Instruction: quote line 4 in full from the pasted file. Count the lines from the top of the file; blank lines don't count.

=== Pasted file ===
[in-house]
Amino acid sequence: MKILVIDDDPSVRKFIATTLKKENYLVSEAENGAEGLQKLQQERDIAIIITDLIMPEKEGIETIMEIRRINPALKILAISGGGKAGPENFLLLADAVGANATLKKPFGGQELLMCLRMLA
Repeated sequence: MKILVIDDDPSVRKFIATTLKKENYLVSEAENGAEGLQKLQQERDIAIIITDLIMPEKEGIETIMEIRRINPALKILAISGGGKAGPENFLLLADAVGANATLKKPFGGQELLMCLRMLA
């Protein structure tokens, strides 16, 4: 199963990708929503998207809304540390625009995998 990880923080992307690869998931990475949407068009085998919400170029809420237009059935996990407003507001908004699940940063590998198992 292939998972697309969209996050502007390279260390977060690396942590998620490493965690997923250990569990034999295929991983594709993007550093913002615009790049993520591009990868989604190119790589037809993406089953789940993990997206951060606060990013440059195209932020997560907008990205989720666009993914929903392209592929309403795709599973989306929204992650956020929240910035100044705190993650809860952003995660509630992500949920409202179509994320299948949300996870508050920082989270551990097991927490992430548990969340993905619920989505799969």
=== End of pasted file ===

């Protein structure tokens, strides 16, 4: 199963990708929503998207809304540390625009995998 990880923080992307690869998931990475949407068009085998919400170029809420237009059935996990407003507001908004699940940063590998198992 292939998972697309969209996050502007390279260390977060690396942590998620490493965690997923250990569990034999295929991983594709993007550093913002615009790049993520591009990868989604190119790589037809993406089953789940993990997206951060606060990013440059195209932020997560907008990205989720666009993914929903392209592929309403795709599973989306929204992650956020929240910035100044705190993650809860952003995660509630992500949920409202179509994320299948949300996870508050920082989270551990097991927490992430548990969340993905619920989505799969």